It has happened: There is a 9-foot-by-12-foot Julianna Junior greenhouse in the side yard at our house! I took a couple of late summer naps in it when it was raining, and it worked perfectly. It has a few leaks, but a little more caulk will fix that.
I chose the polycarbonate panels rather than the glass. It’s not as pretty, but it has better insulation qualities and it was less expensive. I did opt to purchase two automatic openers for roof vents, and I kept two manual vents.
I originally intended to put a cement base under it, but that would have cost more than the greenhouse itself. I also was warned against cement due to shifting, cracking and water-ponding issues.
So with the help of some friends, I had the site excavated to a depth of about 8 inches. Then, I had sand delivered and spread 2 inches over the site. A couple of inches of river rock went on top of that. I discovered that sand is as heavy as river rock to move.
Though I had originally hoped to erect the thing by myself with help when necessary, I read the instructions — and called a professional.
Then, bags of river pebbles were added to go around the base to close up the gaps between the base and the river rock. River pebbles are as heavy as river rock and sand.
I listed my old plastic greenhouse for sale on Craigslist and traded it for some Jack in the pulpit plants. We were both happy.
I may be overly optimistic, as I have been before, but I hope to put a milk house heater out there this winter and grow greens, radishes and other cold-loving plants.
I heated my chicken coop like that for years, so this should be no more expensive than that.
The key to this plan is to see where the snowdrifts form around the greenhouse. I will need to be able to open the door, after all. The coop was on running gear, so I could always open the door, but first I needed to traverse the hills and valleys of the drifts to get there that some years were nearly impassable. I’m 6 feet tall, and some of those drifts were taller than me.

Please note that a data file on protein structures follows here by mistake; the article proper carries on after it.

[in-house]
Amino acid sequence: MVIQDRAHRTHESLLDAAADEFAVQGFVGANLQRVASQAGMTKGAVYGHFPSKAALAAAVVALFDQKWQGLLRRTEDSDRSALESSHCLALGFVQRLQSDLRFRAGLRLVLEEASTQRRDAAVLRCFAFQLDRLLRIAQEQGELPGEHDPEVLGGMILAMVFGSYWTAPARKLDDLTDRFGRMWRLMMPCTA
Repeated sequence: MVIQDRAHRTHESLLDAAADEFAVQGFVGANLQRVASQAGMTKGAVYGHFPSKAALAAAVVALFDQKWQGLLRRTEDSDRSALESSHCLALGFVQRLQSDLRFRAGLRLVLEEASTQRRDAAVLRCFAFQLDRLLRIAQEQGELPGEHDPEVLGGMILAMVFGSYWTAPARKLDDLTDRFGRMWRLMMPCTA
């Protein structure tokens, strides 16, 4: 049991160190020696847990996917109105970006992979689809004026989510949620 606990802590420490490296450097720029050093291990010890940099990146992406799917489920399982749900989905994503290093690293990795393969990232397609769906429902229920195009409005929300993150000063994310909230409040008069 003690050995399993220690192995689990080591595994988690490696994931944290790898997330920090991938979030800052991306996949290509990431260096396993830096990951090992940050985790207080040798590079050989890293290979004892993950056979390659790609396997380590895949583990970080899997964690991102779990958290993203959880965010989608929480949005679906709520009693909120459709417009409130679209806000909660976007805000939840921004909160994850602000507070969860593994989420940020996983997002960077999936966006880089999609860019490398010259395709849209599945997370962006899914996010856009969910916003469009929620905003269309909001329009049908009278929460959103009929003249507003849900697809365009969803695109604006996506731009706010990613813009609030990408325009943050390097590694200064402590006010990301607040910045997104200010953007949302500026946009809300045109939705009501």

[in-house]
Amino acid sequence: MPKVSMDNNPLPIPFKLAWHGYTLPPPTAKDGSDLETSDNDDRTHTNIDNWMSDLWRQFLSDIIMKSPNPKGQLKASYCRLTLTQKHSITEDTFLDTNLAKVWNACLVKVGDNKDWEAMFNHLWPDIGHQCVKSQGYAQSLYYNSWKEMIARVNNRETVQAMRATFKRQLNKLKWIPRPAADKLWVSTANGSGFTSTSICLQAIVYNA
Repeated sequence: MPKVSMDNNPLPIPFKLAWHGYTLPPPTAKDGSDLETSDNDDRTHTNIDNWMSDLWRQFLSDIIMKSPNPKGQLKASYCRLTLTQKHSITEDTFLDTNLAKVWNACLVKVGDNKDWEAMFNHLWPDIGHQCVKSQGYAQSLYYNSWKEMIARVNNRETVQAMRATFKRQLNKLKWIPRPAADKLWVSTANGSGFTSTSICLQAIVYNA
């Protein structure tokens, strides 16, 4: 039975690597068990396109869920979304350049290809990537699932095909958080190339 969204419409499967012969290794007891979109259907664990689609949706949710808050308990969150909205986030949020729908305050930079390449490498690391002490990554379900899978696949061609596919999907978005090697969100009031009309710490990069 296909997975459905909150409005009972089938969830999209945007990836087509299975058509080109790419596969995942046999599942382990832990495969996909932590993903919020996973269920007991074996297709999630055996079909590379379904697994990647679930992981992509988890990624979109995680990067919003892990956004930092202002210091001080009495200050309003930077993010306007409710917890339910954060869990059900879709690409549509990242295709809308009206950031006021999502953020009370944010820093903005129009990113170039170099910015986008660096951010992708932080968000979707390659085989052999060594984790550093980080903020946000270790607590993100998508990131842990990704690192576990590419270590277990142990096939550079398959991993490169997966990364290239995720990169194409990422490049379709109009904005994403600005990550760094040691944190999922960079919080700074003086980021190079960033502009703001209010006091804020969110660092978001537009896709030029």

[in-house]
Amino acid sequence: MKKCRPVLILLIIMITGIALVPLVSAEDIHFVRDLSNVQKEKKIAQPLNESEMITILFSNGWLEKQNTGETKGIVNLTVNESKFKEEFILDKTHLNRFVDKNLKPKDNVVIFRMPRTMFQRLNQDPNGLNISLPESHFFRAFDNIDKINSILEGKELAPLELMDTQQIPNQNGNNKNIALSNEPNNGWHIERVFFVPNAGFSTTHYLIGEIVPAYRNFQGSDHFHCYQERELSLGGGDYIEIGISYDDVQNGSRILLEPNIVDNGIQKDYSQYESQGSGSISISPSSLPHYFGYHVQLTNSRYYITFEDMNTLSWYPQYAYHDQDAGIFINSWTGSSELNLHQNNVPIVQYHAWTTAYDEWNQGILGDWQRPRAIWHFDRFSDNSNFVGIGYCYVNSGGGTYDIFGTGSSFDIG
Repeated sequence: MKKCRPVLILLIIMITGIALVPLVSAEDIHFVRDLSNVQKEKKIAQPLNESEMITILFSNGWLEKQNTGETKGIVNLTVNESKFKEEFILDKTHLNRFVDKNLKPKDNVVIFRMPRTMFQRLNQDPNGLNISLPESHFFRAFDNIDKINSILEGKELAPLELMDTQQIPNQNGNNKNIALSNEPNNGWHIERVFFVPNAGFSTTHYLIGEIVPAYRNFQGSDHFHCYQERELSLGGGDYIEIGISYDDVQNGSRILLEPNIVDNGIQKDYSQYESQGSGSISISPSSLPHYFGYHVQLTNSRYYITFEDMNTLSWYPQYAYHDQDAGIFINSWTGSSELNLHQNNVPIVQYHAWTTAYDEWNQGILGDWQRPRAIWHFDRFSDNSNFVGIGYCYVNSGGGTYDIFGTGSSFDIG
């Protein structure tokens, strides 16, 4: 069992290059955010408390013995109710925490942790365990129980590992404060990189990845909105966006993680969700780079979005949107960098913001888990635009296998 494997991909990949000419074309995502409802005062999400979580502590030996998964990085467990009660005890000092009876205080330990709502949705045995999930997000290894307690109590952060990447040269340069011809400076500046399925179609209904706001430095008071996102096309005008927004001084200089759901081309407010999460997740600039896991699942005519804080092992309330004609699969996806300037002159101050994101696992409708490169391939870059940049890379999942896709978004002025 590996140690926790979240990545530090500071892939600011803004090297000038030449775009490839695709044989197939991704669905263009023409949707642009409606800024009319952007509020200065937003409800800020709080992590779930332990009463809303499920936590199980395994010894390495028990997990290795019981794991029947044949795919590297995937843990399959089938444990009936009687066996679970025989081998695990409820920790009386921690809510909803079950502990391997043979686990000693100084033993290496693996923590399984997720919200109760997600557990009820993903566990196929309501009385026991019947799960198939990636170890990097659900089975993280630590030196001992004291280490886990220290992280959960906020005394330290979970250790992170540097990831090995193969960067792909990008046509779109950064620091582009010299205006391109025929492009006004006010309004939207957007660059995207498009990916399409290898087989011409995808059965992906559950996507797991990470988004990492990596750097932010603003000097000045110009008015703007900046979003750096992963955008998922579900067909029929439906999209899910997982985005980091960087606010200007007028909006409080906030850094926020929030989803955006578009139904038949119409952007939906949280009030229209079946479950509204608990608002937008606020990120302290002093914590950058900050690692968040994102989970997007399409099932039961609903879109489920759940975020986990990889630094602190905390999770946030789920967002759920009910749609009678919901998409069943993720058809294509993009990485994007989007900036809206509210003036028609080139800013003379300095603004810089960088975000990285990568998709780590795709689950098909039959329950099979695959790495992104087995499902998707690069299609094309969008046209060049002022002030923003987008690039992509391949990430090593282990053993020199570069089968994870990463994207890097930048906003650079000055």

Over half my garden veggies this year were grown in grow bags. And all of my tomatoes were affected by blight.
Blight can be carried on the wind and thrives in wet weather. It lands in the soil and splashes up on the leaves of the tomatoes, eventually killing them. I had hoped by using grow bags, I would be immune from that.
When I saw the first signs, I foolishly thought the plants just needed a little more sunlight and moved the bags. By the time I realized I was wrong, it was too late. I intend to continue to use the grow bags, but need a better plan for that.
The plan is to empty all of the bags of soil this fall. The soil will need to be sterilized before I use it again — IF I use it again. Soil can be sterilized in the oven, but the process stinks. That stink can also be toxic. Because I don’t have an outdoor oven, I will probably not be sterilizing the soil, although a small, cheap microwave might be useful.
The bags also need to be sterilized. Washing them with OxiClean, peroxide or bleach are options, then let them dry in the sun.
I have a couple of dozen grow bags that are in use, and at the price I paid for them, I will go the distance to reuse them. I bought another bunch of bags to use next year, so I need to get this process down pat.
I’m not giving up on my bags, but I am a bit discouraged. But like all gardeners, I know there’s always next year!